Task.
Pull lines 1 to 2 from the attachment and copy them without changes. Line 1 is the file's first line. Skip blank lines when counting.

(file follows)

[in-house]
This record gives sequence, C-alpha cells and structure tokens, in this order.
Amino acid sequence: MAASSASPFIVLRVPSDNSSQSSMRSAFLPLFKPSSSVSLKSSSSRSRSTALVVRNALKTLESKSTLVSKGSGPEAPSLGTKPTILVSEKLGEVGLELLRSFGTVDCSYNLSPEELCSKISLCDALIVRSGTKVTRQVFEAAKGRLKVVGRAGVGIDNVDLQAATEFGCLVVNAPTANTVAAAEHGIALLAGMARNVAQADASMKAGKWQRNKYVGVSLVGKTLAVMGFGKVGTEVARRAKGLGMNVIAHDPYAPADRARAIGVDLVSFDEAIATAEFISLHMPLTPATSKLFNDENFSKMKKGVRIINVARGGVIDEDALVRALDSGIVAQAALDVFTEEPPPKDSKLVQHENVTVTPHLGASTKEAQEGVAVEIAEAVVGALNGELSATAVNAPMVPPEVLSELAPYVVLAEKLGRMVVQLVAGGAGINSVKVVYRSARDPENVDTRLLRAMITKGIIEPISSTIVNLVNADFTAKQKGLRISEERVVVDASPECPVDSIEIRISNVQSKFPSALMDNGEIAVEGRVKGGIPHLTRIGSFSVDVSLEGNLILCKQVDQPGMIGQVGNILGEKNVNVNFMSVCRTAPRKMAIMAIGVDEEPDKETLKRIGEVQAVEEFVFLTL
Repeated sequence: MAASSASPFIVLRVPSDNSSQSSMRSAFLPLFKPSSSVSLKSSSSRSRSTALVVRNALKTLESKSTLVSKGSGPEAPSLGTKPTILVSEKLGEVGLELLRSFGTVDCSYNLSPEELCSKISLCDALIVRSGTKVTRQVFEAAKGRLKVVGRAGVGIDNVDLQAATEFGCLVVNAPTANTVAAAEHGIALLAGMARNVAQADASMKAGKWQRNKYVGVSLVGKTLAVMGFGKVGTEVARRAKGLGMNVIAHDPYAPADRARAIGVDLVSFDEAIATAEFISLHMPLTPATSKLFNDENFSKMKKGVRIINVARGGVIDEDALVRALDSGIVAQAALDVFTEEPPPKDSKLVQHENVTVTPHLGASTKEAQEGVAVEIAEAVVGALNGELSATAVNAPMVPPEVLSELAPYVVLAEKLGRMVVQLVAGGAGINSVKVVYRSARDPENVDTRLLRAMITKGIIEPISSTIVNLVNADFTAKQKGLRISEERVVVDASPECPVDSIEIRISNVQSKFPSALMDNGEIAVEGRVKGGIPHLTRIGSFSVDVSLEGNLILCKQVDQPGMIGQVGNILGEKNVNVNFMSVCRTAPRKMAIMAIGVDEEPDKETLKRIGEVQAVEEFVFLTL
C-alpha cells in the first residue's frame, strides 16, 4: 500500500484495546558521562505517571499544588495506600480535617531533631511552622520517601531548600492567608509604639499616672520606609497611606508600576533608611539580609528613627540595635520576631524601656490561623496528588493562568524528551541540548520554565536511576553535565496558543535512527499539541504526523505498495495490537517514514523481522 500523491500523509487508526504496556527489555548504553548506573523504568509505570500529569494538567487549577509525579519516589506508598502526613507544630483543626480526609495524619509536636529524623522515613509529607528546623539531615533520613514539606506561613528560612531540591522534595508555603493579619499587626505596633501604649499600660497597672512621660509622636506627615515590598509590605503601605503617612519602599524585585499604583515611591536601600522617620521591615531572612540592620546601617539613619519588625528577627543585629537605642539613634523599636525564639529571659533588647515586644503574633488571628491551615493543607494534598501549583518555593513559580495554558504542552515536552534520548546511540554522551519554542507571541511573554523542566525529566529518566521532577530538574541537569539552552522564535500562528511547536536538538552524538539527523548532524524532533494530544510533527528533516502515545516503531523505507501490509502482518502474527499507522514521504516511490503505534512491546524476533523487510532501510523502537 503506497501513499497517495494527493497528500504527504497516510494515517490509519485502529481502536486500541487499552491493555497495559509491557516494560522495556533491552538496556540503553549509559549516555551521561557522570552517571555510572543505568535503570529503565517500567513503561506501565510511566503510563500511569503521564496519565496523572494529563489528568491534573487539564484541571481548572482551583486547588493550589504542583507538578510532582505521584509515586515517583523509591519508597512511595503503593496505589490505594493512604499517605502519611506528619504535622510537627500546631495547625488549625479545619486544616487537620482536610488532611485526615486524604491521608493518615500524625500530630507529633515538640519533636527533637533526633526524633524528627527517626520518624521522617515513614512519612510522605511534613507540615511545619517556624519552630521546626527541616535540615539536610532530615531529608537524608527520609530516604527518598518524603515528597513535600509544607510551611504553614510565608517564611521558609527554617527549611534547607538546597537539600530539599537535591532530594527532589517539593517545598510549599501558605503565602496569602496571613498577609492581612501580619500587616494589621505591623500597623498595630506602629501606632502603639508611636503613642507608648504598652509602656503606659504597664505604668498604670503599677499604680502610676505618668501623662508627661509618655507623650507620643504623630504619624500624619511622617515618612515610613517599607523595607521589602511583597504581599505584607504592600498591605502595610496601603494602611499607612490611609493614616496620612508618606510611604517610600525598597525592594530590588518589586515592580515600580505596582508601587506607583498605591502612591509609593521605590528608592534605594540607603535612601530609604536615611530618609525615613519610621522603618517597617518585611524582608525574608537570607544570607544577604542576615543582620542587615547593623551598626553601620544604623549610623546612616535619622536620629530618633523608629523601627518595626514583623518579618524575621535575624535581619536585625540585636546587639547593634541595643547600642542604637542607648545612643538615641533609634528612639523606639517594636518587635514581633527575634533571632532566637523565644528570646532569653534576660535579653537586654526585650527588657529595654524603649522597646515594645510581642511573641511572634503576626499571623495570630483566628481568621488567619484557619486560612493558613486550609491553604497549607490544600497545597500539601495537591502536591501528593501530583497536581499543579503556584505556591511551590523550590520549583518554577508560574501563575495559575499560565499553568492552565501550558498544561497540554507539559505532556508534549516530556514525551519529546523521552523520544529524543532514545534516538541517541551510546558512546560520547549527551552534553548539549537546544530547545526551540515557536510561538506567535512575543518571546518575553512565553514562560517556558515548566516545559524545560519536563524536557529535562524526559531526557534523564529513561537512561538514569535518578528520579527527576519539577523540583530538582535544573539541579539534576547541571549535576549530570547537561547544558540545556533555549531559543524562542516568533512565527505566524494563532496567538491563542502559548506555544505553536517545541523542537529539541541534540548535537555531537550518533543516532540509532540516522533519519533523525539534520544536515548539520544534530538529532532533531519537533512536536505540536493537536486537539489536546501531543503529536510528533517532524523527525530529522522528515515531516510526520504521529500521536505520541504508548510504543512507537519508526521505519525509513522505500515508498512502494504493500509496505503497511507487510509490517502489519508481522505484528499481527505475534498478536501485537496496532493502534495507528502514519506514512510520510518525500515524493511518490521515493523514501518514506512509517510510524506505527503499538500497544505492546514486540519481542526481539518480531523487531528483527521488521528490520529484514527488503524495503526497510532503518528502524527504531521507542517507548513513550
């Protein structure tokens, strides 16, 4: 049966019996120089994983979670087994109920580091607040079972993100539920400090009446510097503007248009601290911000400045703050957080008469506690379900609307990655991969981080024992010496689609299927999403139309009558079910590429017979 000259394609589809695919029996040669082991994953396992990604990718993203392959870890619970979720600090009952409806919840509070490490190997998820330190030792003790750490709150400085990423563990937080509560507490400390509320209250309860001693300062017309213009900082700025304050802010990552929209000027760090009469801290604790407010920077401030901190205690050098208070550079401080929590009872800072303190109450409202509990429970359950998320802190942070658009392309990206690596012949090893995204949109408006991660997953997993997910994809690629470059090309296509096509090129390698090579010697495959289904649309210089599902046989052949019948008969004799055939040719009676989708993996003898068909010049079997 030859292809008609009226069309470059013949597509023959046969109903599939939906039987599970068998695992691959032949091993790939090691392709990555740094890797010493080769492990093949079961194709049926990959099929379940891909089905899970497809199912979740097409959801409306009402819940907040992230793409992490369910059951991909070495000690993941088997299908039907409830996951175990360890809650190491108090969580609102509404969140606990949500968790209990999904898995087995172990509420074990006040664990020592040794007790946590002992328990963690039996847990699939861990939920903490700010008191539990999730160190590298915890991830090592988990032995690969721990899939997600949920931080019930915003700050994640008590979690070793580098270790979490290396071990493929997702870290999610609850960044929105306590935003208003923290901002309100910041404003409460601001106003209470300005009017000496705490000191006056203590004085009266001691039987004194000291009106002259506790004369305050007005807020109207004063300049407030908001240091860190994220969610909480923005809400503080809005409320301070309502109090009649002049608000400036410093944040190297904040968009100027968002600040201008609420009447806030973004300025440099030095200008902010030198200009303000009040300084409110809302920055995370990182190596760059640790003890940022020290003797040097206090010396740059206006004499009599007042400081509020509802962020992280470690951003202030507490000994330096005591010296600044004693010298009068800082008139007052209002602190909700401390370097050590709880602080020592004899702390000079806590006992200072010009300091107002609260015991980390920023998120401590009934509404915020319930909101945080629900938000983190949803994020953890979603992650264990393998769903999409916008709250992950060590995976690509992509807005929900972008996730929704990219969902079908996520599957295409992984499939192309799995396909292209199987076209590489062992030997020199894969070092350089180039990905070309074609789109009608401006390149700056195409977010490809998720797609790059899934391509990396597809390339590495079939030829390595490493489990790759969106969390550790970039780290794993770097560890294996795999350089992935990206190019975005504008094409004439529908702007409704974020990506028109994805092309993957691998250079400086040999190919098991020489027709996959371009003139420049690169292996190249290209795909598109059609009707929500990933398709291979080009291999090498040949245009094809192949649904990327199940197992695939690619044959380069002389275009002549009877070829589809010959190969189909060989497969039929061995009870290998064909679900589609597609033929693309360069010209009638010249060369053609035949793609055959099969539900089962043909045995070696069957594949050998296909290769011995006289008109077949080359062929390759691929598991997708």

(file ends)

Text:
[in-house]
This record gives sequence, C-alpha cells and structure tokens, in this order.